“Okay. You get to cut the cookie in half. I get to choose which piece to eat.”
“No! That’s not fair! You cut. I’ll choose!”
And on and on it goes. It’s a familiar refrain. If you catch me on a good day, it’s a refrain that finds me kneeling down beside my quarreling children, talking through their hearts, serenading them on the virtues of “doing unto others”. On a bad day, you’ll find me, at the top of my lungs: “That’s it, guys! No cookie for either of you. No more fighting!”
What is it with children and their bickering?
But then really, if I stop to think about it, I might as well ask, “What is it with adults and their bickering?”
Thirteen years ago, I was a young bride—though that is no excuse for bad behavior.
The eve before my wedding, I scurried about the church just before the wedding rehearsal and rehearsal dinner. I was putting together pew ends, trying to make the wedding arch look just right, wrestling with ribbon and generally directing traffic. Our wedding was to be a confluence of churches. Because my fiancé and I had both been youth leaders at a few different churches, the wedding guests came from four different congregations. Because we happened to get engaged earlier than most of our peers, it was an even bigger event—a ‘first’ in our social circles. And again, I was young. All this to say that I was incredibly stressed out.
One of my bridesmaids tapped me on the shoulder to ask where the vases should go. And something inside of me snapped. I buckled under the stress and blasphemed at the top of my lungs (in the sacred space of the church sanctuary):
“There are too many *&%$# people to love!!!!”
Oh me. What a diva. Or more suitably—what a bridezilla.
Fast forward 13 years and here I am again, under sustained pressure. I’ve re-entered the fray of the workforce after a decade of working part-time, of being a foster mom and a stay-at-home mom. Everything in my routine is new. In this bustling magazine office, there is a constant drive to get the scoop. My job is to curate information, relay information, and make information relevant all day long. It has been like doing hard exercise for my brain - like doing reps.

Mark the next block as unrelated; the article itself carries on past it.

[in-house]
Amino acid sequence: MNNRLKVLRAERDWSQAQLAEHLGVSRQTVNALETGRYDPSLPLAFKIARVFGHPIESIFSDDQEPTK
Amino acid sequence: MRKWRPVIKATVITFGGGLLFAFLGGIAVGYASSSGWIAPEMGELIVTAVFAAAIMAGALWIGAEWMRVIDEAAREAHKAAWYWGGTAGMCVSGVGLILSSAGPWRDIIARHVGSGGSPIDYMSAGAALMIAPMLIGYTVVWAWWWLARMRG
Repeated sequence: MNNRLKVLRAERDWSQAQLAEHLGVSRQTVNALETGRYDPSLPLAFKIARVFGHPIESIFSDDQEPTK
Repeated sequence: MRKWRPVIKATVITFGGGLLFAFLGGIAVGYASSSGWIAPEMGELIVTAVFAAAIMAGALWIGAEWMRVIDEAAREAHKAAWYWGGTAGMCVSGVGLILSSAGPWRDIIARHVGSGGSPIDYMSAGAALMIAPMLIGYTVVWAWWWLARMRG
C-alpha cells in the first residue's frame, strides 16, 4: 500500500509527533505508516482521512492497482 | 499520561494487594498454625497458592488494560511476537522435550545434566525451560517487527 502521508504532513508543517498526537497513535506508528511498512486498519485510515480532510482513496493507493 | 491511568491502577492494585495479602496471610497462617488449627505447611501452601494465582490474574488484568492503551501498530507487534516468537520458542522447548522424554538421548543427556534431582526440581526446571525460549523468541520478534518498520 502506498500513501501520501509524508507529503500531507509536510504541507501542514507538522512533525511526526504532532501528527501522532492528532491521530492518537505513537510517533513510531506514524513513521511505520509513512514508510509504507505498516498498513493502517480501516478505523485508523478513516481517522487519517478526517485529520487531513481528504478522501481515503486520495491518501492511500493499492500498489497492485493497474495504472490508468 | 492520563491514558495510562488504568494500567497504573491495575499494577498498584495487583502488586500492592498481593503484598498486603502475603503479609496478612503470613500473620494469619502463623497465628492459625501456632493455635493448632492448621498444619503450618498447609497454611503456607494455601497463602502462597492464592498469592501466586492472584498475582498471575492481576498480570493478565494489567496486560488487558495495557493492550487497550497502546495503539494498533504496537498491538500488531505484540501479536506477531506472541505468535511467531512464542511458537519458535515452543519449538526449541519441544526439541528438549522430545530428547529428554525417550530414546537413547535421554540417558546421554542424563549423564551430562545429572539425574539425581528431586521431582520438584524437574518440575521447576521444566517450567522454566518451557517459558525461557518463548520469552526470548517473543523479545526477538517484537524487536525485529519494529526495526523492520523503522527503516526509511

The crankiness of professionals, deadlines, blame-shifting and sometimes office politics is also beginning to take a toll. More disheartening is this haunting feeling that there isn’t enough of me for my kids once I get home from work.
Will bridezilla re-emerge and morph into work-zilla?
We all question whether there will be enough. Enough time, enough money, enough love... enough halves to a cookie. From childhood to young adulthood to working mom-hood, the question never really changes. Is God enough? Will He really supply all that I need?
Scripture tells us He is.
“And my God will meet all your needs according to the riches of his glory in Christ Jesus,” (Phil 4:19) reminds the apostle Paul. When we fight and claw and bristle at the perceived lack, we’re forgetting that God saved us from ourselves and will continue to do that and more.
The same passage in Philippians counsels “Rejoice in the Lord always. I will say it again: Rejoice! Let your gentleness be evident to all. The Lord is near. Do not be anxious about anything, but in every situation, by prayer and petition, with thanksgiving, present your requests to God. And the peace of God, which transcends all understanding, will guard your hearts and your minds in Christ Jesus.” (2:4-8)
And what follows this clear command? Paul’s famous encouragement to think about “whatever is true, whatever is noble, whatever is right….”
So it’s a sandwich: a slice of anxiety, sandwiched between slices of rejoicing, of prayer life, of thought life. Ah. That I can handle.
One little piece at a time, the Lord asks me to think on His good gifts. And yes, I see it. My entry into the workforce is intense. It’s pushing me beyond my limits. But it’s also an opportunity to let God change me and make me more Christ-like. Because He promises His supply, I can rest. I remember I am not in it for the ego. I don’t have to be afraid of what will happen to me and to my family after my contract is over. God led us this far and He will take us farther.
Bridezilla shrinks back into the shadows.
I can zero in on the pure, on the noble, the right: little glints of light that pass through the office window, reflecting off skyscrapers in the distance, the crisp taste of a fresh apple as I take a breather mid-day, the sound of my daughter’s laughter after a long day. God gives me both the permission and the power to focus on being gentle, kind and Christ-like to the people around me.
There are never too many people to love, there are always enough hours in the day and there will always be enough cookie to go around.
He is my loving father and His words are true.
Julia Cheung is a cultural analyst and journalist of relationships, always on the lookout for stories of beautiful misfits. She lives in Vancouver BC with the loveable motley crew of her pastor husband and two preteen children. She is a bundle of antitheses, a lover of truth, a teller of tales, a too often emotional egoist and a fervently curious anti-narcissist. You can find her online at wifeinredemption.com.